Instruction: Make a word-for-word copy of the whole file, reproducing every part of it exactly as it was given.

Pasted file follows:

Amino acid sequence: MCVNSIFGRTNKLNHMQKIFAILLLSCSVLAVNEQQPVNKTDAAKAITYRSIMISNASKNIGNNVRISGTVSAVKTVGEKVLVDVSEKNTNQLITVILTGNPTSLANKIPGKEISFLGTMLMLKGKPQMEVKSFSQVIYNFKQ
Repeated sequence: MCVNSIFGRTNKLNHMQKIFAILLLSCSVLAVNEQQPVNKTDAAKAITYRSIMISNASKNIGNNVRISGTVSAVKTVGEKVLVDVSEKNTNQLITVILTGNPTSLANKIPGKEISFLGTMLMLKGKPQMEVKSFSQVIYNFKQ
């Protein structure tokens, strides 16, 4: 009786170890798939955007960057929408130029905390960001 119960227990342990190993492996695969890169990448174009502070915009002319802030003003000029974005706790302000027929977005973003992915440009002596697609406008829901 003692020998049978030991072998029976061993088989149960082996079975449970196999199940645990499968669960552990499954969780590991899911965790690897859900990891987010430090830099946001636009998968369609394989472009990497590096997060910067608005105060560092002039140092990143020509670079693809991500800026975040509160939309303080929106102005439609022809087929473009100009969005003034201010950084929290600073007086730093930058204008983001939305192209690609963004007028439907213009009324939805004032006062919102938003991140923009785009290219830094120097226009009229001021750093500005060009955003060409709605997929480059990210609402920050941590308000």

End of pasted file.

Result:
Amino acid sequence: MCVNSIFGRTNKLNHMQKIFAILLLSCSVLAVNEQQPVNKTDAAKAITYRSIMISNASKNIGNNVRISGTVSAVKTVGEKVLVDVSEKNTNQLITVILTGNPTSLANKIPGKEISFLGTMLMLKGKPQMEVKSFSQVIYNFKQ
Repeated sequence: MCVNSIFGRTNKLNHMQKIFAILLLSCSVLAVNEQQPVNKTDAAKAITYRSIMISNASKNIGNNVRISGTVSAVKTVGEKVLVDVSEKNTNQLITVILTGNPTSLANKIPGKEISFLGTMLMLKGKPQMEVKSFSQVIYNFKQ
């Protein structure tokens, strides 16, 4: 009786170890798939955007960057929408130029905390960001 119960227990342990190993492996695969890169990448174009502070915009002319802030003003000029974005706790302000027929977005973003992915440009002596697609406008829901 003692020998049978030991072998029976061993088989149960082996079975449970196999199940645990499968669960552990499954969780590991899911965790690897859900990891987010430090830099946001636009998968369609394989472009990497590096997060910067608005105060560092002039140092990143020509670079693809991500800026975040509160939309303080929106102005439609022809087929473009100009969005003034201010950084929290600073007086730093930058204008983001939305192209690609963004007028439907213009009324939805004032006062919102938003991140923009785009290219830094120097226009009229001021750093500005060009955003060409709605997929480059990210609402920050941590308000």